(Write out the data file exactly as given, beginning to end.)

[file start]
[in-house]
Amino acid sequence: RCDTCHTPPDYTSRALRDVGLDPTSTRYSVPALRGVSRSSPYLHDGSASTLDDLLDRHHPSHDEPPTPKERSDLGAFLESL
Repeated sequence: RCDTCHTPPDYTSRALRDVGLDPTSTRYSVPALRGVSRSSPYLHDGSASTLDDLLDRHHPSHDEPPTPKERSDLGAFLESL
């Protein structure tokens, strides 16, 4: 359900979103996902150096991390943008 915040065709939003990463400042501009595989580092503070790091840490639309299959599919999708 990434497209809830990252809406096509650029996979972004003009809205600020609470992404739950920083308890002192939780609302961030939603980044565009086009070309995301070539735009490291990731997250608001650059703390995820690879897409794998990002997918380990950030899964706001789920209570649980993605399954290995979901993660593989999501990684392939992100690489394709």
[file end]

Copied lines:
[in-house]
Amino acid sequence: RCDTCHTPPDYTSRALRDVGLDPTSTRYSVPALRGVSRSSPYLHDGSASTLDDLLDRHHPSHDEPPTPKERSDLGAFLESL
Repeated sequence: RCDTCHTPPDYTSRALRDVGLDPTSTRYSVPALRGVSRSSPYLHDGSASTLDDLLDRHHPSHDEPPTPKERSDLGAFLESL
């Protein structure tokens, strides 16, 4: 359900979103996902150096991390943008 915040065709939003990463400042501009595989580092503070790091840490639309299959599919999708 990434497209809830990252809406096509650029996979972004003009809205600020609470992404739950920083308890002192939780609302961030939603980044565009086009070309995301070539735009490291990731997250608001650059703390995820690879897409794998990002997918380990950030899964706001789920209570649980993605399954290995979901993660593989999501990684392939992100690489394709």